Let's take a break from each other, Latin leader tells Spain
President Andres Manuel Lopez Obrador of Mexico has suggested his country take “a pause” in its relations with Spain to give both countries time “to respect each other.”
Speaking at a press conference on Wednesday, Obrador expressed discontent over allegedly corrupt behavior by Spanish companies in Mexico, adding that relations between the two countries were “not good” as they had involved “collusion at the top, an economic and political promiscuity at the top of the governments of Mexico and Spain” during which the former was “looted” by the latter. Therefore, Obrador argued, it could be a good idea to put bilateral relations on hold.
“It is better to give us some time, a pause,” he suggested. Obrador, who has repeatedly accused Spain of “looting” and “ransacking” its former colony, said that a “break” might give the countries “time to respect each other,” and would encourage Spain to stop considering Mexico “a land of conquest.”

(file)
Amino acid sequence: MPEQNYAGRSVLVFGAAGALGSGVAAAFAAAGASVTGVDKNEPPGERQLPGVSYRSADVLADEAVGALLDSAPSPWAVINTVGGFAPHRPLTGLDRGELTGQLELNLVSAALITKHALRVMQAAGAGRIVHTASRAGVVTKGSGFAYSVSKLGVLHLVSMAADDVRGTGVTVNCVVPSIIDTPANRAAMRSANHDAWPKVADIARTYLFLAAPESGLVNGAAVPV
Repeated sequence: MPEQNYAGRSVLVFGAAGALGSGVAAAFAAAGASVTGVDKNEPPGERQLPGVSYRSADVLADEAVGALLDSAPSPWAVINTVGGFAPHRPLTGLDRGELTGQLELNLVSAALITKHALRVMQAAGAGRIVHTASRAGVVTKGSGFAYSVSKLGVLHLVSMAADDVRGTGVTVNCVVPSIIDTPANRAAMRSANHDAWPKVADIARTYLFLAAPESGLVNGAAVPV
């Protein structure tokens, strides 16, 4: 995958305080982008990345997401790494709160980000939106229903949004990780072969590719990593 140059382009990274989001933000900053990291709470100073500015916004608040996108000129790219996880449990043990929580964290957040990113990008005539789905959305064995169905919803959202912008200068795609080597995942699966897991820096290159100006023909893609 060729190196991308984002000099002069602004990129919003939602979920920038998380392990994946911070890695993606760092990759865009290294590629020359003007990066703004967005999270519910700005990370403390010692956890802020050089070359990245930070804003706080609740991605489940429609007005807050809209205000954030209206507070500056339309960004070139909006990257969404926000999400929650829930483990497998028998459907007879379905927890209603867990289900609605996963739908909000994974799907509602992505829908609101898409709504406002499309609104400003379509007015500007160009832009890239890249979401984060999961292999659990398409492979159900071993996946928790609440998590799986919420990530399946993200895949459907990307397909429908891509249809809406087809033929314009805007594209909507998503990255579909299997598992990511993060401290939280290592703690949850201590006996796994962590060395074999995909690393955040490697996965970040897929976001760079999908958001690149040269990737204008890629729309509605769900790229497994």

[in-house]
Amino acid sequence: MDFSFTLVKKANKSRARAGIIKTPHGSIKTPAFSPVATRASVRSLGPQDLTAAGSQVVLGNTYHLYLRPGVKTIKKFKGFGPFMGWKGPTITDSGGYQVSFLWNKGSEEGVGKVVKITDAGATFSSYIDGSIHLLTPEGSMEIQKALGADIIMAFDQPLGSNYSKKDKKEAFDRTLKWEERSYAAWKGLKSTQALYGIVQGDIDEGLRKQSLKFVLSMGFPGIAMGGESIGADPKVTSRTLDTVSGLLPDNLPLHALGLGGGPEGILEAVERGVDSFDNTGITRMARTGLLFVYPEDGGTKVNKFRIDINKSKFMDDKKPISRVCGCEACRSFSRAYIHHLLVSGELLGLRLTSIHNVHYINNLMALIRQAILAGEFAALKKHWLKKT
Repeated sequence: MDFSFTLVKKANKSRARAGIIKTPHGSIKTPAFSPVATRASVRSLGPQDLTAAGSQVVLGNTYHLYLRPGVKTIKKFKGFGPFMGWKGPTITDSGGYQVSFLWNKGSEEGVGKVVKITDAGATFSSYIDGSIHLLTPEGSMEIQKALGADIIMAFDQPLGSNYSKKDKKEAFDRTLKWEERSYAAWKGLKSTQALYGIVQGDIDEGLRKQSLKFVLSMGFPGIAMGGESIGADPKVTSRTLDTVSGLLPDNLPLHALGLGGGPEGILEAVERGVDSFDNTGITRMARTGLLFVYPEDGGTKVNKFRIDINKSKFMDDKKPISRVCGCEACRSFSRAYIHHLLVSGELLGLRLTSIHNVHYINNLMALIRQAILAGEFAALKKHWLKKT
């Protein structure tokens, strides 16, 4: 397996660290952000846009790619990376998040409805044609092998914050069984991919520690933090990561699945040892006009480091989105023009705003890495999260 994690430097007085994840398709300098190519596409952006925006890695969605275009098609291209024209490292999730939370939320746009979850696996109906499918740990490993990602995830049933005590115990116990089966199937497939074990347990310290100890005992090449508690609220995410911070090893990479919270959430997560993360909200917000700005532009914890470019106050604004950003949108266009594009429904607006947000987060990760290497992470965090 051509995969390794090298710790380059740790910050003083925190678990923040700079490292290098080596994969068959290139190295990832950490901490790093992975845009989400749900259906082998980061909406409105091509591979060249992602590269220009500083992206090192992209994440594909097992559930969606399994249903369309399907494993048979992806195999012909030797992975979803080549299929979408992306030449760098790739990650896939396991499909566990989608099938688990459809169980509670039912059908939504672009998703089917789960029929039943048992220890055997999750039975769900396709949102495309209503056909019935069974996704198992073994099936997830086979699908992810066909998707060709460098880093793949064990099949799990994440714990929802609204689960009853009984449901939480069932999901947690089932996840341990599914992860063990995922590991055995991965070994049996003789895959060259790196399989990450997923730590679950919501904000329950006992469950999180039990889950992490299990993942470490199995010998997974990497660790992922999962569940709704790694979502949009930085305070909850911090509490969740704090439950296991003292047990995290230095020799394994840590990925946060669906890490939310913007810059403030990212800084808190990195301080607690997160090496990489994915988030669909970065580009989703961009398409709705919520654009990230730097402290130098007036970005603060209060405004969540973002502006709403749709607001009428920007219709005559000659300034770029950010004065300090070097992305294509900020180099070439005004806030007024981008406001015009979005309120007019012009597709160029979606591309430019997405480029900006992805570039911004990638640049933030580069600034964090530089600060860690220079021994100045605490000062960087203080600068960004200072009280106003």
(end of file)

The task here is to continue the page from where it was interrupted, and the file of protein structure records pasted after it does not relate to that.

However, the outspoken leader did not specify how exactly the proposed “pause” would take shape. Answering journalists’ questions about whether it would involve the departure of ambassadors or any formal diplomatic announcements, Obrador made clear that he was not considering any radical measures and that “it would just be going slowly.”
A spokesperson from Spain’s Foreign Affairs Ministry declined to comment on Obrador’s statements, Reuters reported.